In terms of morbidity, although short-term follow-up studies in patients with an ALTE indicate some deficiencies in development, long-term neurodevelopmental, cognitive, and gross motor developmental skills appear to be the same as in control patients.22–26 In a study23 of children with an idiopathic ALTE only, no neurodevelopmental delays were noted. In another study,25 researchers followed a group of children with ALTEs who were evaluated at two years of age and again at six to 10 years of age. Children initially showed more aggressiveness, temper tantrums, and social isolation compared with control patients. However, these effects resolved at follow-up. Long-term cognitive, gross motor, or fine motor deficits were not identified.
Controversy in ALTE
Controversy still surrounds the relationship between ALTE syndrome and SIDS. ALTE was once thought to be “near-miss SIDS.” In an extensive review of historical data of children who experienced SIDS and ALTEs, of more than 300 variables, only 15 pointed to differences between the two groups.27 This seems to support the notion that SIDS and ALTEs have much in common. On the other hand, in the majority of patients SIDS occurs without warning and without previous ALTEs. Approximately 7 percent of infants who die from SIDS have a history of ALTEs.1 Unlike SIDS, there has been no drop in the incidence of ALTEs paralleling the Back to Sleep campaign.28 Regardless, children with ALTEs do have a greater likelihood of sudden death. Further studies are needed to clarify this relationship.
Home monitoring is controversial as well. False alarms, parental anxiety, inappropriate use of monitors, and inadequate training and understanding by caregivers make home monitoring difficult. The National Institutes of Health Consensus document of 1986 recommended home monitoring for children with severe idiopathic ALTEs, those who require vigorous stimulation or CPR, children with two or more siblings who died from SIDS, and symptomatic premature babies.1 Follow-up recommendations for monitoring described by the American Academy of Pediatrics indicated that home monitoring may be appropriate for children with ALTEs.20 This document reiterated the lack of efficacy of home monitoring in the prevention of death and the absolute need to counsel parents in this regard.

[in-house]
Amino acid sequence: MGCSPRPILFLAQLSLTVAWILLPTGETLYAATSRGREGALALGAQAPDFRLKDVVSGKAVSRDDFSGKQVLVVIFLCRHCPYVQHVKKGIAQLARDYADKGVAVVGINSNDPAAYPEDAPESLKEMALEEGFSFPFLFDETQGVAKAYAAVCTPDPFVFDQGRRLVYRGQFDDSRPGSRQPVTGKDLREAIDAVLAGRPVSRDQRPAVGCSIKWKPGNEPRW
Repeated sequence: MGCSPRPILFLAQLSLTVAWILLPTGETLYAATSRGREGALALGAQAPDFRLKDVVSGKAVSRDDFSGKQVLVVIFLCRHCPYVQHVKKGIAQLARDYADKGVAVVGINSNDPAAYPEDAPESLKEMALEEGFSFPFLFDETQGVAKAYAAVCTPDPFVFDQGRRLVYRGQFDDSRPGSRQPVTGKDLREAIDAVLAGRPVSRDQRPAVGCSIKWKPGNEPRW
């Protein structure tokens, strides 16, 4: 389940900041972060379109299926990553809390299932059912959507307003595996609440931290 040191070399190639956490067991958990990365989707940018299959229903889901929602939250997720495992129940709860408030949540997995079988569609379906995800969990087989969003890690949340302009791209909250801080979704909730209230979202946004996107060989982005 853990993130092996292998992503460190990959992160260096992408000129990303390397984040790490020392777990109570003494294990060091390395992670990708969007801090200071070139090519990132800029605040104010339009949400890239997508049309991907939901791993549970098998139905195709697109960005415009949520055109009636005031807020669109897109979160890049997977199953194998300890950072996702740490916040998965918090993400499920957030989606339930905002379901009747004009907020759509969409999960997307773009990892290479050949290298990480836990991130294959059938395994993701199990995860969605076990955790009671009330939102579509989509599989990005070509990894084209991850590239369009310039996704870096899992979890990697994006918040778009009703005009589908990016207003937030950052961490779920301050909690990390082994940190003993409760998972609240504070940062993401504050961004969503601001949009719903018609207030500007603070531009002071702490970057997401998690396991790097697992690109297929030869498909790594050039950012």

1. Infantile apnea and home monitoring. NIH Consens Statement 1986;6:1–10. Accessed online April 4, 2005, at: http://consensus.nih.gov/cons/058/058_statement.htm.
2. Kahn A. Recommended clinical evaluation of infants with an apparent life-threatening event. Consensus document of the European Society for the Study and Prevention of Infant Death, 2003. Eur J Pediatr. 2004;163:108–15.
3. Carroll JL. Apparent Life Threatening Event (ALTE) assessment. Pediatr Pulmonol Suppl. 2004;26:108–9.
4. Brooks JG. Apparent life-threatening events and apnea of infancy. Clin Perinatol. 1992;19:809–38.
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6. Pitetti RD, Maffei F, Chang K, Hickey R, Berger R, Pierce MC. Prevalence of retinal hemorrhages and child abuse in children who present with an apparent life-threatening event. Pediatrics. 2002;110:557–62.
7. Okada K, Miyako M, Honma S, Wakabayashi Y, Sugihara S, Osawa M. Discharge diagnoses in infants with apparent life-threatening event. Pediatr Int. 2003;45:560–3.